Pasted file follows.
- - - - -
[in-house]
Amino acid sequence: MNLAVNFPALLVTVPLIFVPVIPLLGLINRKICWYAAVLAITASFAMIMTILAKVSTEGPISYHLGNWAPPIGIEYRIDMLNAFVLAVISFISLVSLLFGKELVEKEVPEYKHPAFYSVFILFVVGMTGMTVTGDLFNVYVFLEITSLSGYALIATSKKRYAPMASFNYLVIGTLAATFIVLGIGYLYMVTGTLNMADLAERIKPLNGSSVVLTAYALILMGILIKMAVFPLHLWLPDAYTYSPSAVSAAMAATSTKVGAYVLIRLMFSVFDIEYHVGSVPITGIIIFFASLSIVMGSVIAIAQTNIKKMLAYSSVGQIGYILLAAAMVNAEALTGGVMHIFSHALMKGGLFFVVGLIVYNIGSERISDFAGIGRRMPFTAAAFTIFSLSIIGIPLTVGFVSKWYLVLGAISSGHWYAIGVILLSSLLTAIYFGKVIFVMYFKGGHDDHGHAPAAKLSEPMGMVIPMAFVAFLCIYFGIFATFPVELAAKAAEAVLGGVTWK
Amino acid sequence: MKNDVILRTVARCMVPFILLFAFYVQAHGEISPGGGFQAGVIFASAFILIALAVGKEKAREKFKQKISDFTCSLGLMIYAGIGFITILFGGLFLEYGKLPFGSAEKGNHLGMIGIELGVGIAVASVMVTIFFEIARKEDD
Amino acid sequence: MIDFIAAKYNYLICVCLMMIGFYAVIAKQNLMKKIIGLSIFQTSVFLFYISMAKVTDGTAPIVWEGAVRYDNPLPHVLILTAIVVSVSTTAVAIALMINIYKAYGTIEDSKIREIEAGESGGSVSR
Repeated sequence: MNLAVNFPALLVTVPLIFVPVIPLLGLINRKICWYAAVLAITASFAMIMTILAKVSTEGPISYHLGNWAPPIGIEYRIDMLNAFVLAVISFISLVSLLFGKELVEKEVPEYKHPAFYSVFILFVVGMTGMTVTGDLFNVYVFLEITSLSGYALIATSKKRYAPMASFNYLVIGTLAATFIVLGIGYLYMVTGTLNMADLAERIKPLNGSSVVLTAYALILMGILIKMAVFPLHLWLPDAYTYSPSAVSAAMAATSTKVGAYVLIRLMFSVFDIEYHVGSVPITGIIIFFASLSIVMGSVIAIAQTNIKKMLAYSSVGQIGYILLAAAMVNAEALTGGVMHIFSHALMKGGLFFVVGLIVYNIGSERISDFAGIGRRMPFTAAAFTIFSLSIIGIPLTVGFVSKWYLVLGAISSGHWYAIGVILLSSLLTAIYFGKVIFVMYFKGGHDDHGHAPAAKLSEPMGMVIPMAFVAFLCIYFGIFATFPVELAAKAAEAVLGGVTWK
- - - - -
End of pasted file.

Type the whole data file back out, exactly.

[in-house]
Amino acid sequence: MNLAVNFPALLVTVPLIFVPVIPLLGLINRKICWYAAVLAITASFAMIMTILAKVSTEGPISYHLGNWAPPIGIEYRIDMLNAFVLAVISFISLVSLLFGKELVEKEVPEYKHPAFYSVFILFVVGMTGMTVTGDLFNVYVFLEITSLSGYALIATSKKRYAPMASFNYLVIGTLAATFIVLGIGYLYMVTGTLNMADLAERIKPLNGSSVVLTAYALILMGILIKMAVFPLHLWLPDAYTYSPSAVSAAMAATSTKVGAYVLIRLMFSVFDIEYHVGSVPITGIIIFFASLSIVMGSVIAIAQTNIKKMLAYSSVGQIGYILLAAAMVNAEALTGGVMHIFSHALMKGGLFFVVGLIVYNIGSERISDFAGIGRRMPFTAAAFTIFSLSIIGIPLTVGFVSKWYLVLGAISSGHWYAIGVILLSSLLTAIYFGKVIFVMYFKGGHDDHGHAPAAKLSEPMGMVIPMAFVAFLCIYFGIFATFPVELAAKAAEAVLGGVTWK
Amino acid sequence: MKNDVILRTVARCMVPFILLFAFYVQAHGEISPGGGFQAGVIFASAFILIALAVGKEKAREKFKQKISDFTCSLGLMIYAGIGFITILFGGLFLEYGKLPFGSAEKGNHLGMIGIELGVGIAVASVMVTIFFEIARKEDD
Amino acid sequence: MIDFIAAKYNYLICVCLMMIGFYAVIAKQNLMKKIIGLSIFQTSVFLFYISMAKVTDGTAPIVWEGAVRYDNPLPHVLILTAIVVSVSTTAVAIALMINIYKAYGTIEDSKIREIEAGESGGSVSR
Repeated sequence: MNLAVNFPALLVTVPLIFVPVIPLLGLINRKICWYAAVLAITASFAMIMTILAKVSTEGPISYHLGNWAPPIGIEYRIDMLNAFVLAVISFISLVSLLFGKELVEKEVPEYKHPAFYSVFILFVVGMTGMTVTGDLFNVYVFLEITSLSGYALIATSKKRYAPMASFNYLVIGTLAATFIVLGIGYLYMVTGTLNMADLAERIKPLNGSSVVLTAYALILMGILIKMAVFPLHLWLPDAYTYSPSAVSAAMAATSTKVGAYVLIRLMFSVFDIEYHVGSVPITGIIIFFASLSIVMGSVIAIAQTNIKKMLAYSSVGQIGYILLAAAMVNAEALTGGVMHIFSHALMKGGLFFVVGLIVYNIGSERISDFAGIGRRMPFTAAAFTIFSLSIIGIPLTVGFVSKWYLVLGAISSGHWYAIGVILLSSLLTAIYFGKVIFVMYFKGGHDDHGHAPAAKLSEPMGMVIPMAFVAFLCIYFGIFATFPVELAAKAAEAVLGGVTWK